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A Parent's Guide to Supporting Children That Don’t Fit In

There are times in life when our children seem to be the odd ones out, whether they are facing learning difficulties or awkward social interactions with peers. These situations can alienate our children, making them feel alone and anxious. As parents, we feel ill-prepared to support them in their uniqueness. In a world that often emphasizes conformity, how can parents foster a supportive environment for kids who don't fit in?  Let’s discuss how to walk with our children as they face the difficulties of being different.


tween girl sitting outdoors by a tree with a bucket on her head

Take Care of Yourself First

First and foremost, know that you are not alone. Your child is not the first that has dealt with being the odd one out, nor will they be the last. While circumstances vary, most children will feel alienated from their peers from time to time. As a parent, try to connect with other parents in your school, neighbourhood, or online communities. This helps create a supportive environment for you; one that reminds you that you are not alone.


Not Fitting In Creates Anxiety

Being different from their peers can create anxiety in children. Children manifest anxiety indirectly. A tummy ache may be a sign of anxiety, an unmotivated teenager that sleeps late every day may be trying to avoid daily circumstances. These are some examples of indirect manifestation of anxiety. Educate yourself about how these feelings manifest in young people so you can identify what is really going on with your kid. Be attuned to their unique experience so you can walk through it with them. Learn more signs of anxiety in children: https://www.nhs.uk/mental-health/children-and-young-adults/advice-for-parents/anxiety-disorders-in-children/


Communicate About Feeling Left Out

Always encourage open and honest communication with your child. Be that safe space where they can share their thoughts and feelings. Instead of jumping to advice mode, practice active listening by repeating what they are saying back to them so they know you are truly listening. Don’t dance around the subject; ask the tough questions so they know you care and are aware of their struggles.


Celebrate Individuality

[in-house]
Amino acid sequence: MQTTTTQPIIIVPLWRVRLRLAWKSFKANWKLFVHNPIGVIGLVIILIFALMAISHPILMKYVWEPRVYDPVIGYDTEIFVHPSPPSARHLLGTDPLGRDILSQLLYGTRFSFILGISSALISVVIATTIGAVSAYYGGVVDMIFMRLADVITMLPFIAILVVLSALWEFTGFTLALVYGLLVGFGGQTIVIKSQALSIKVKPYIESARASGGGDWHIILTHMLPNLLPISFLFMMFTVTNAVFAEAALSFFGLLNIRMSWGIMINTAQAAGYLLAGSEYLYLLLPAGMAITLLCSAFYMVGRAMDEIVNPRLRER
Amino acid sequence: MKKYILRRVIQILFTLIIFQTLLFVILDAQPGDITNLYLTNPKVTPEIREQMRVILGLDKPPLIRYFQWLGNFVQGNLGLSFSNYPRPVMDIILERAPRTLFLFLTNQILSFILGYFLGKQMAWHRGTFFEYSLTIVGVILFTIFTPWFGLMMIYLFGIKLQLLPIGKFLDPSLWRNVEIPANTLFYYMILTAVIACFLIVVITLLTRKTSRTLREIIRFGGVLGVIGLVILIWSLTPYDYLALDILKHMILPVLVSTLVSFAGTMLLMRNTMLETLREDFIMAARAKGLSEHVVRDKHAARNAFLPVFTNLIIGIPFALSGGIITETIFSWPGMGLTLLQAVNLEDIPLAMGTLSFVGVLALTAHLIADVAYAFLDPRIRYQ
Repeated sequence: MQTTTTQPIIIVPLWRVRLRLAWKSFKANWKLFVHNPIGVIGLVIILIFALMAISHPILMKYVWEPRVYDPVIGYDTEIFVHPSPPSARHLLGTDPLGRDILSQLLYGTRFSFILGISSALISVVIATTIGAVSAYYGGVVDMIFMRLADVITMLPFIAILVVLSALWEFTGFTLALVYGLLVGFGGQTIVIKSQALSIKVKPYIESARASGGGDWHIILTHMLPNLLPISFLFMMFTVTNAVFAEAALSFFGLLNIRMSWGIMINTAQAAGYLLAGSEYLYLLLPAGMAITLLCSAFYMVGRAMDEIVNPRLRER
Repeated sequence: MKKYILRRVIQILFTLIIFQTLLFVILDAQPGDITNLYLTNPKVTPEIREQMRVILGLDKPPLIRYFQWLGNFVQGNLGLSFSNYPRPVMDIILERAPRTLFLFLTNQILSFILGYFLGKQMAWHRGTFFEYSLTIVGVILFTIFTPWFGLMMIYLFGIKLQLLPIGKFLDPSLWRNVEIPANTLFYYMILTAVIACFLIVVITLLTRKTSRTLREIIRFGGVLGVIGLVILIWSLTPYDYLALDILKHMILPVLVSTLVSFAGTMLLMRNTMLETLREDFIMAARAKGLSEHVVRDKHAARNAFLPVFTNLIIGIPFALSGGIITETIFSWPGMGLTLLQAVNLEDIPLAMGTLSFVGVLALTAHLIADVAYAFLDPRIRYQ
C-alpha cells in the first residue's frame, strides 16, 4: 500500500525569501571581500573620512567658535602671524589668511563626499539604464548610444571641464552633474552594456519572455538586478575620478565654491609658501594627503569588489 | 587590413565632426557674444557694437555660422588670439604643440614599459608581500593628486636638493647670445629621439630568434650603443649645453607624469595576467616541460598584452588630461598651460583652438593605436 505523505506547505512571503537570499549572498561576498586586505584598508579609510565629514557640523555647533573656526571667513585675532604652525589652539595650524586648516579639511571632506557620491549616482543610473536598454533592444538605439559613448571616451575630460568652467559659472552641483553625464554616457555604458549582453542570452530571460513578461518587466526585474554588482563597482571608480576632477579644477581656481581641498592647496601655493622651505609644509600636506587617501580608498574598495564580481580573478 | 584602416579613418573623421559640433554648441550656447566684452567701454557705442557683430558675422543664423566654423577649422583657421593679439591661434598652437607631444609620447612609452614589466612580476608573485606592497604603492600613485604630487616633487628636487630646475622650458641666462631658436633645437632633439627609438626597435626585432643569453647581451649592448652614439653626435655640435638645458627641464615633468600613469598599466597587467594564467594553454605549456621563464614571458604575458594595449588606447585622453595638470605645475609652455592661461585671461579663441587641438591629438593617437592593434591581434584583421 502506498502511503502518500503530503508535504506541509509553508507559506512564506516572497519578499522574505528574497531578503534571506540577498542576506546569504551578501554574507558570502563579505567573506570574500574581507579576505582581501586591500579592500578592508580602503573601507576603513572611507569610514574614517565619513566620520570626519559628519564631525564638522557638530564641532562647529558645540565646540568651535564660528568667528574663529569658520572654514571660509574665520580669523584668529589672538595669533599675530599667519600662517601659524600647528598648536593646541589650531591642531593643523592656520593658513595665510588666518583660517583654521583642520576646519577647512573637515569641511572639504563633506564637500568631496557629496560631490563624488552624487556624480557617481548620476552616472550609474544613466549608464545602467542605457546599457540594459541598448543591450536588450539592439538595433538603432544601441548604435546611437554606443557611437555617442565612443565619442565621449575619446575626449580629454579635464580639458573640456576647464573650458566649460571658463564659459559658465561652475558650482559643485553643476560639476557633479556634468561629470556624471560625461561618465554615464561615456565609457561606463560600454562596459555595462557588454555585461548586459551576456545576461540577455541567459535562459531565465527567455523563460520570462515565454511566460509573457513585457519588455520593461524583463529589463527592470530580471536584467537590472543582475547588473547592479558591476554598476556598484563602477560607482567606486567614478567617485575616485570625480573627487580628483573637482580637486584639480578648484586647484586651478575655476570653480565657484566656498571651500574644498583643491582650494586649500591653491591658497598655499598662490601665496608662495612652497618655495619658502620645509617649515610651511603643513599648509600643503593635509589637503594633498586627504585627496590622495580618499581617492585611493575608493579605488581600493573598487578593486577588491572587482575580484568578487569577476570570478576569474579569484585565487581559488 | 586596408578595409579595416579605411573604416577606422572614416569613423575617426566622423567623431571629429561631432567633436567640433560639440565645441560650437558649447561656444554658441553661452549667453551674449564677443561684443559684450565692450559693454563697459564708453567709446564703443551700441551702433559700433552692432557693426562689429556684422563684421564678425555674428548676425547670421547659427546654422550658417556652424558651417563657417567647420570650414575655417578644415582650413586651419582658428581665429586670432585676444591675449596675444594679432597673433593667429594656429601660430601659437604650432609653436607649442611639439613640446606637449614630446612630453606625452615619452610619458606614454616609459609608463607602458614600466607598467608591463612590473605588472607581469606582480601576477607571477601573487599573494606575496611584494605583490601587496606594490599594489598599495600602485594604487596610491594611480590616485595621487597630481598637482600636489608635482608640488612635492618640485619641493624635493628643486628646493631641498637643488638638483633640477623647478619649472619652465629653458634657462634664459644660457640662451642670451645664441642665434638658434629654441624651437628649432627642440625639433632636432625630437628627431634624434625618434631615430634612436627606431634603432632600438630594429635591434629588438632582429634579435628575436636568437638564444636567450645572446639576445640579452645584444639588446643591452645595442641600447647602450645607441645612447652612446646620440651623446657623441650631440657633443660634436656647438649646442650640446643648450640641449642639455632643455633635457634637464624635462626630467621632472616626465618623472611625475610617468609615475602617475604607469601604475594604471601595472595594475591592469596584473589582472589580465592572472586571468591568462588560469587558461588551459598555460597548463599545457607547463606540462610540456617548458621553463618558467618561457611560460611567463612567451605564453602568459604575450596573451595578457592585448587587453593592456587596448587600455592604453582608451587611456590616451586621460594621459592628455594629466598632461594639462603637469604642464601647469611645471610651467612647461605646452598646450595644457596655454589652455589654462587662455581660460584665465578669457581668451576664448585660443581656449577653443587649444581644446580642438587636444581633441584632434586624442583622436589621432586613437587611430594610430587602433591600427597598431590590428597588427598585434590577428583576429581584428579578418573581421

Emphasize the importance of the individuality and uniqueness of your child. Help them recognize and embrace their own strengths, talents, and interests, even if it is not necessarily something you would choose. Reinforce the idea that it's okay to be different and that diversity in personalities is what makes the world a vibrant and interesting place.


Develop



Social Skills 

While it's essential to celebrate individuality, helping your child develop strong social skills can also be beneficial. Provide opportunities for social interactions through playdates, extracurricular activities, or group settings where they can gradually build confidence in navigating social situations.


Promote Inclusivity

Teach your child to be kind to others. When kids have a personal experience with feeling excluded, they have a unique opportunity to use that point of view to develop empathy. By promoting inclusivity, you're fostering an environment where differences are not only accepted but celebrated.


Collaborate with Your School

Children behave very differently when they are not at home. For this reason, maintain an open communication with teachers and school staff.  Share your concerns and work together to create a supportive environment. Some schools offer counselling services or peer support groups that can be beneficial for children struggling to fit in.


Find Professional Help

If you notice that their anxiety is significantly impacting their daily life, consider getting professional help. A mental health professional can provide guidance and support tailored to your child's specific needs. 


Parenting a child that struggles to fit in, requires patience, understanding, and a commitment to nurturing their individuality. Lean on your community to help you get through these tough times. Remember that each child is a unique individual, and it's the diversity of experiences that contributes to their growth and development.

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